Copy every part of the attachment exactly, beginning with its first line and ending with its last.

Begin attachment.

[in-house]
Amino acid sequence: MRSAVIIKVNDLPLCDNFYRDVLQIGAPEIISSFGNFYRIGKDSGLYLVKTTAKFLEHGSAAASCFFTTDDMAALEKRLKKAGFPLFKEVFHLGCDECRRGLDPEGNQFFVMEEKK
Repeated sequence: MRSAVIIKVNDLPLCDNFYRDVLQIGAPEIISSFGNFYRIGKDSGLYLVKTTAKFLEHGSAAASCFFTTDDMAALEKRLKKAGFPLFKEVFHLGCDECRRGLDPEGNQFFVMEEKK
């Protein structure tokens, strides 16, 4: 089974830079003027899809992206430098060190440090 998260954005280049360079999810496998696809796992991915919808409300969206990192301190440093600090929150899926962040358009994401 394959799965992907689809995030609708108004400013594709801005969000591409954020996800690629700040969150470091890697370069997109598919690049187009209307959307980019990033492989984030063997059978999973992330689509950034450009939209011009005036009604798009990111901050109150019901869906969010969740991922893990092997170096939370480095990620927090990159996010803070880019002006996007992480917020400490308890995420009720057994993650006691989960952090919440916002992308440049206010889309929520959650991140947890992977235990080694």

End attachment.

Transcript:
[in-house]
Amino acid sequence: MRSAVIIKVNDLPLCDNFYRDVLQIGAPEIISSFGNFYRIGKDSGLYLVKTTAKFLEHGSAAASCFFTTDDMAALEKRLKKAGFPLFKEVFHLGCDECRRGLDPEGNQFFVMEEKK
Repeated sequence: MRSAVIIKVNDLPLCDNFYRDVLQIGAPEIISSFGNFYRIGKDSGLYLVKTTAKFLEHGSAAASCFFTTDDMAALEKRLKKAGFPLFKEVFHLGCDECRRGLDPEGNQFFVMEEKK
């Protein structure tokens, strides 16, 4: 089974830079003027899809992206430098060190440090 998260954005280049360079999810496998696809796992991915919808409300969206990192301190440093600090929150899926962040358009994401 394959799965992907689809995030609708108004400013594709801005969000591409954020996800690629700040969150470091890697370069997109598919690049187009209307959307980019990033492989984030063997059978999973992330689509950034450009939209011009005036009604798009990111901050109150019901869906969010969740991922893990092997170096939370480095990620927090990159996010803070880019002006996007992480917020400490308890995420009720057994993650006691989960952090919440916002992308440049206010889309929520959650991140947890992977235990080694």